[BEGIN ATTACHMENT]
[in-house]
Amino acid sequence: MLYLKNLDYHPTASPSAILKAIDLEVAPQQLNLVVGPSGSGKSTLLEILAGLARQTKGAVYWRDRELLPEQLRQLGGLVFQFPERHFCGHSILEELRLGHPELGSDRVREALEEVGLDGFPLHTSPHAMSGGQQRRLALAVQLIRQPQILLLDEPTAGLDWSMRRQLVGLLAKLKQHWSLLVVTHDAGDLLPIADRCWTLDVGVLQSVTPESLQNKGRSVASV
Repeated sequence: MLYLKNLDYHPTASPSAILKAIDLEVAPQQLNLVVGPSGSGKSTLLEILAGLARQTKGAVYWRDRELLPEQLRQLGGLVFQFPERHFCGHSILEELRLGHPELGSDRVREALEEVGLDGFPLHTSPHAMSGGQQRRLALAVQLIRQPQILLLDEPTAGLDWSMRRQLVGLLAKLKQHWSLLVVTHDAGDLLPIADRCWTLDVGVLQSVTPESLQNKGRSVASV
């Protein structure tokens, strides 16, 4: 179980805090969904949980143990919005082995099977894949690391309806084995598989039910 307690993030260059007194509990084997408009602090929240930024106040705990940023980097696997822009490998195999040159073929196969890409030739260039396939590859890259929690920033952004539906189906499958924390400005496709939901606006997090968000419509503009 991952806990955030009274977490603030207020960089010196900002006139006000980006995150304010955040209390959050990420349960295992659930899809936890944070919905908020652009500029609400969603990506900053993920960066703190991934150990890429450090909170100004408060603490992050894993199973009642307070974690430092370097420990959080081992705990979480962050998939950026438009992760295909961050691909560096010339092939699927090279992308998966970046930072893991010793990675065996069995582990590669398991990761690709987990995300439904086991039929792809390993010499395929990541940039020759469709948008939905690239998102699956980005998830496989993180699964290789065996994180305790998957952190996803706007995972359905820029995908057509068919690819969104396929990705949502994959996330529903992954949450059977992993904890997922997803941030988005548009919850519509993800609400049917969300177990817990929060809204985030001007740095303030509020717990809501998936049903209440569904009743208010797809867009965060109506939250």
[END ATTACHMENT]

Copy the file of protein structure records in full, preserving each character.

[in-house]
Amino acid sequence: MLYLKNLDYHPTASPSAILKAIDLEVAPQQLNLVVGPSGSGKSTLLEILAGLARQTKGAVYWRDRELLPEQLRQLGGLVFQFPERHFCGHSILEELRLGHPELGSDRVREALEEVGLDGFPLHTSPHAMSGGQQRRLALAVQLIRQPQILLLDEPTAGLDWSMRRQLVGLLAKLKQHWSLLVVTHDAGDLLPIADRCWTLDVGVLQSVTPESLQNKGRSVASV
Repeated sequence: MLYLKNLDYHPTASPSAILKAIDLEVAPQQLNLVVGPSGSGKSTLLEILAGLARQTKGAVYWRDRELLPEQLRQLGGLVFQFPERHFCGHSILEELRLGHPELGSDRVREALEEVGLDGFPLHTSPHAMSGGQQRRLALAVQLIRQPQILLLDEPTAGLDWSMRRQLVGLLAKLKQHWSLLVVTHDAGDLLPIADRCWTLDVGVLQSVTPESLQNKGRSVASV
């Protein structure tokens, strides 16, 4: 179980805090969904949980143990919005082995099977894949690391309806084995598989039910 307690993030260059007194509990084997408009602090929240930024106040705990940023980097696997822009490998195999040159073929196969890409030739260039396939590859890259929690920033952004539906189906499958924390400005496709939901606006997090968000419509503009 991952806990955030009274977490603030207020960089010196900002006139006000980006995150304010955040209390959050990420349960295992659930899809936890944070919905908020652009500029609400969603990506900053993920960066703190991934150990890429450090909170100004408060603490992050894993199973009642307070974690430092370097420990959080081992705990979480962050998939950026438009992760295909961050691909560096010339092939699927090279992308998966970046930072893991010793990675065996069995582990590669398991990761690709987990995300439904086991039929792809390993010499395929990541940039020759469709948008939905690239998102699956980005998830496989993180699964290789065996994180305790998957952190996803706007995972359905820029995908057509068919690819969104396929990705949502994959996330529903992954949450059977992993904890997922997803941030988005548009919850519509993800609400049917969300177990817990929060809204985030001007740095303030509020717990809501998936049903209440569904009743208010797809867009965060109506939250």